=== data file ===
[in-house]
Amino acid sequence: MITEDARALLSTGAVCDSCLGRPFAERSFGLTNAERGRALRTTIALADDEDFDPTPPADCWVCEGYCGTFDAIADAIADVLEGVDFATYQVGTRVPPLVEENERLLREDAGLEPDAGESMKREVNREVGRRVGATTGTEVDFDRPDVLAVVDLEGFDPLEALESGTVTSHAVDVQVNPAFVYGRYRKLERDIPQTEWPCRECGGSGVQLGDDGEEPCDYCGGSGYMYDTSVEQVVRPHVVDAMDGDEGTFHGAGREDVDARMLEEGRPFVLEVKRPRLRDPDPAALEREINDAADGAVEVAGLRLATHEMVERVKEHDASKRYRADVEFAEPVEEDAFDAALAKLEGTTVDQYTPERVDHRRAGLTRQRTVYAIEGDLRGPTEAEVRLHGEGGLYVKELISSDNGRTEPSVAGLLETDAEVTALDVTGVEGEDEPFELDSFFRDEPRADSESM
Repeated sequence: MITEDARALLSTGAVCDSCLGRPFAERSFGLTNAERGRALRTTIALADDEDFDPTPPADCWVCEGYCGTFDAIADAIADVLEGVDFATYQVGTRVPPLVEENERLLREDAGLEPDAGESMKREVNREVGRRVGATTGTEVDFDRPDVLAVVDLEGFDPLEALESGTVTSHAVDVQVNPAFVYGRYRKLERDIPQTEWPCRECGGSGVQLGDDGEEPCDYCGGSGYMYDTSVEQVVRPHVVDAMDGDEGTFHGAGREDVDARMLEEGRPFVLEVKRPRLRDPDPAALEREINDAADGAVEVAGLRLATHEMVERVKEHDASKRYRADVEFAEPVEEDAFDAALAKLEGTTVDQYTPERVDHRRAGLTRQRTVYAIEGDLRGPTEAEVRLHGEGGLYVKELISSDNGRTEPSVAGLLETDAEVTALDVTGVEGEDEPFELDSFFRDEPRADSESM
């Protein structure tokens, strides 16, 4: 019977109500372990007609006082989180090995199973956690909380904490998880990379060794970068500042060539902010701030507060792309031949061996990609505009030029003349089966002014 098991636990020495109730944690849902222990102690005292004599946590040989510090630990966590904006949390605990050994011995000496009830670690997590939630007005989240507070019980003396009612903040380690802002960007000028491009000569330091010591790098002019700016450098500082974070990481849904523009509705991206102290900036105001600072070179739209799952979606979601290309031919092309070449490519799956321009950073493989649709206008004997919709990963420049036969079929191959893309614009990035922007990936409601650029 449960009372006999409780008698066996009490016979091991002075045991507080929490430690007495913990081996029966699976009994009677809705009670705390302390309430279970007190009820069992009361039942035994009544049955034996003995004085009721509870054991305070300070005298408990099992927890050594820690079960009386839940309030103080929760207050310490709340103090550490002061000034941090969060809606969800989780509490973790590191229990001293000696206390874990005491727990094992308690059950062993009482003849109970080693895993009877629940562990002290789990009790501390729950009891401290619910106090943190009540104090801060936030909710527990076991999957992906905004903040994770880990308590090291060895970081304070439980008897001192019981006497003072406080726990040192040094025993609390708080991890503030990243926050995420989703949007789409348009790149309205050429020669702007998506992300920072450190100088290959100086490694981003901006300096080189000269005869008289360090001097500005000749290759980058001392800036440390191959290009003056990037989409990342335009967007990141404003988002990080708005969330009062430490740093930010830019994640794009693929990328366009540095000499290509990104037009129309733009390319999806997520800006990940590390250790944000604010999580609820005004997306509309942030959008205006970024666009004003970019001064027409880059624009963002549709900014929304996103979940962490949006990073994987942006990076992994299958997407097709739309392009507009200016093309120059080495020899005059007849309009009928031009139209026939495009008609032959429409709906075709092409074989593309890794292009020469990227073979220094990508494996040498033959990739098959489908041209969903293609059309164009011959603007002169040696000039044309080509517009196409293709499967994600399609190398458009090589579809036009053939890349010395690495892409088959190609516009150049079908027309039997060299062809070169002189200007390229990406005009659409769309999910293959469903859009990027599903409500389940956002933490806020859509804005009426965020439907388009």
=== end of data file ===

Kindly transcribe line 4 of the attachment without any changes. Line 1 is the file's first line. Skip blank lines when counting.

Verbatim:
């Protein structure tokens, strides 16, 4: 019977109500372990007609006082989180090995199973956690909380904490998880990379060794970068500042060539902010701030507060792309031949061996990609505009030029003349089966002014 098991636990020495109730944690849902222990102690005292004599946590040989510090630990966590904006949390605990050994011995000496009830670690997590939630007005989240507070019980003396009612903040380690802002960007000028491009000569330091010591790098002019700016450098500082974070990481849904523009509705991206102290900036105001600072070179739209799952979606979601290309031919092309070449490519799956321009950073493989649709206008004997919709990963420049036969079929191959893309614009990035922007990936409601650029 449960009372006999409780008698066996009490016979091991002075045991507080929490430690007495913990081996029966699976009994009677809705009670705390302390309430279970007190009820069992009361039942035994009544049955034996003995004085009721509870054991305070300070005298408990099992927890050594820690079960009386839940309030103080929760207050310490709340103090550490002061000034941090969060809606969800989780509490973790590191229990001293000696206390874990005491727990094992308690059950062993009482003849109970080693895993009877629940562990002290789990009790501390729950009891401290619910106090943190009540104090801060936030909710527990076991999957992906905004903040994770880990308590090291060895970081304070439980008897001192019981006497003072406080726990040192040094025993609390708080991890503030990243926050995420989703949007789409348009790149309205050429020669702007998506992300920072450190100088290959100086490694981003901006300096080189000269005869008289360090001097500005000749290759980058001392800036440390191959290009003056990037989409990342335009967007990141404003988002990080708005969330009062430490740093930010830019994640794009693929990328366009540095000499290509990104037009129309733009390319999806997520800006990940590390250790944000604010999580609820005004997306509309942030959008205006970024666009004003970019001064027409880059624009963002549709900014929304996103979940962490949006990073994987942006990076992994299958997407097709739309392009507009200016093309120059080495020899005059007849309009009928031009139209026939495009008609032959429409709906075709092409074989593309890794292009020469990227073979220094990508494996040498033959990739098959489908041209969903293609059309164009011959603007002169040696000039044309080509517009196409293709499967994600399609190398458009090589579809036009053939890349010395690495892409088959190609516009150049079908027309039997060299062809070169002189200007390229990406005009659409769309999910293959469903859009990027599903409500389940956002933490806020859509804005009426965020439907388009």